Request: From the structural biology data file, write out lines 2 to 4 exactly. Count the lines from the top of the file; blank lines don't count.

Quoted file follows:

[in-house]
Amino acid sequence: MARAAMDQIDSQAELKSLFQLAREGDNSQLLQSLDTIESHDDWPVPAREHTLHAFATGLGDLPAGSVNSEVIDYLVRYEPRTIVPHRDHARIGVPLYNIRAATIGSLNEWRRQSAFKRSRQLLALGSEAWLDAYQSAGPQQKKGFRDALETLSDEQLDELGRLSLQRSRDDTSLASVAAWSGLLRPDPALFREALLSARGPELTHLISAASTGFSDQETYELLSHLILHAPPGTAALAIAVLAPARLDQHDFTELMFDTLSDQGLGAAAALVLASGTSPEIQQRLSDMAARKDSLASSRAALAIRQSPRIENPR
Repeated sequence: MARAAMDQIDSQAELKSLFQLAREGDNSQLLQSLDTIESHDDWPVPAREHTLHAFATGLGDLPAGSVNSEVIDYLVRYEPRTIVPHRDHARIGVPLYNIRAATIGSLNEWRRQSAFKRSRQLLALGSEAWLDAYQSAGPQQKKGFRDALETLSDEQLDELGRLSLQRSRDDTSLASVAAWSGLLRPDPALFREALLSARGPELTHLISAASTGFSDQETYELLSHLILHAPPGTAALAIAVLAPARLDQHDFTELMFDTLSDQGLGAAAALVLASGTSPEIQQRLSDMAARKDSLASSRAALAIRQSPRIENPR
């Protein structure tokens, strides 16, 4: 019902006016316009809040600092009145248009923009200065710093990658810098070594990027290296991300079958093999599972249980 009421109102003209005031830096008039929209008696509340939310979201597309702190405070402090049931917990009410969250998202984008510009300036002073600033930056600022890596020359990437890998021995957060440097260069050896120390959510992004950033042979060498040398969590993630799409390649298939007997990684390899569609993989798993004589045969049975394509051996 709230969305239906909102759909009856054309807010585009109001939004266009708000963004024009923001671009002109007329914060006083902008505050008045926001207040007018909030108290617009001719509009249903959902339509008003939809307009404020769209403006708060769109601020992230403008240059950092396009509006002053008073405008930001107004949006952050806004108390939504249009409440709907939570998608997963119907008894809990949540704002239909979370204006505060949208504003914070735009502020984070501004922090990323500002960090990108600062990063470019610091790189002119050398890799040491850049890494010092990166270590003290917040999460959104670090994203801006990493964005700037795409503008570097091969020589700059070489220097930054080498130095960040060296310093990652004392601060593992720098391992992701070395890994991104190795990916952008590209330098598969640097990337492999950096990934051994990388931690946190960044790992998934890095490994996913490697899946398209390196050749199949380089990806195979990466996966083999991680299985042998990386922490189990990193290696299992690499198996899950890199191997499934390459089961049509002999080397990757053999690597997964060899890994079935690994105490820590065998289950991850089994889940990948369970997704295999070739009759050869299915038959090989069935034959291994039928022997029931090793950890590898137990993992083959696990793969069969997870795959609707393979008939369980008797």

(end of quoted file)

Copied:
Amino acid sequence: MARAAMDQIDSQAELKSLFQLAREGDNSQLLQSLDTIESHDDWPVPAREHTLHAFATGLGDLPAGSVNSEVIDYLVRYEPRTIVPHRDHARIGVPLYNIRAATIGSLNEWRRQSAFKRSRQLLALGSEAWLDAYQSAGPQQKKGFRDALETLSDEQLDELGRLSLQRSRDDTSLASVAAWSGLLRPDPALFREALLSARGPELTHLISAASTGFSDQETYELLSHLILHAPPGTAALAIAVLAPARLDQHDFTELMFDTLSDQGLGAAAALVLASGTSPEIQQRLSDMAARKDSLASSRAALAIRQSPRIENPR
Repeated sequence: MARAAMDQIDSQAELKSLFQLAREGDNSQLLQSLDTIESHDDWPVPAREHTLHAFATGLGDLPAGSVNSEVIDYLVRYEPRTIVPHRDHARIGVPLYNIRAATIGSLNEWRRQSAFKRSRQLLALGSEAWLDAYQSAGPQQKKGFRDALETLSDEQLDELGRLSLQRSRDDTSLASVAAWSGLLRPDPALFREALLSARGPELTHLISAASTGFSDQETYELLSHLILHAPPGTAALAIAVLAPARLDQHDFTELMFDTLSDQGLGAAAALVLASGTSPEIQQRLSDMAARKDSLASSRAALAIRQSPRIENPR
């Protein structure tokens, strides 16, 4: 019902006016316009809040600092009145248009923009200065710093990658810098070594990027290296991300079958093999599972249980 009421109102003209005031830096008039929209008696509340939310979201597309702190405070402090049931917990009410969250998202984008510009300036002073600033930056600022890596020359990437890998021995957060440097260069050896120390959510992004950033042979060498040398969590993630799409390649298939007997990684390899569609993989798993004589045969049975394509051996 709230969305239906909102759909009856054309807010585009109001939004266009708000963004024009923001671009002109007329914060006083902008505050008045926001207040007018909030108290617009001719509009249903959902339509008003939809307009404020769209403006708060769109601020992230403008240059950092396009509006002053008073405008930001107004949006952050806004108390939504249009409440709907939570998608997963119907008894809990949540704002239909979370204006505060949208504003914070735009502020984070501004922090990323500002960090990108600062990063470019610091790189002119050398890799040491850049890494010092990166270590003290917040999460959104670090994203801006990493964005700037795409503008570097091969020589700059070489220097930054080498130095960040060296310093990652004392601060593992720098391992992701070395890994991104190795990916952008590209330098598969640097990337492999950096990934051994990388931690946190960044790992998934890095490994996913490697899946398209390196050749199949380089990806195979990466996966083999991680299985042998990386922490189990990193290696299992690499198996899950890199191997499934390459089961049509002999080397990757053999690597997964060899890994079935690994105490820590065998289950991850089994889940990948369970997704295999070739009759050869299915038959090989069935034959291994039928022997029931090793950890590898137990993992083959696990793969069969997870795959609707393979008939369980008797």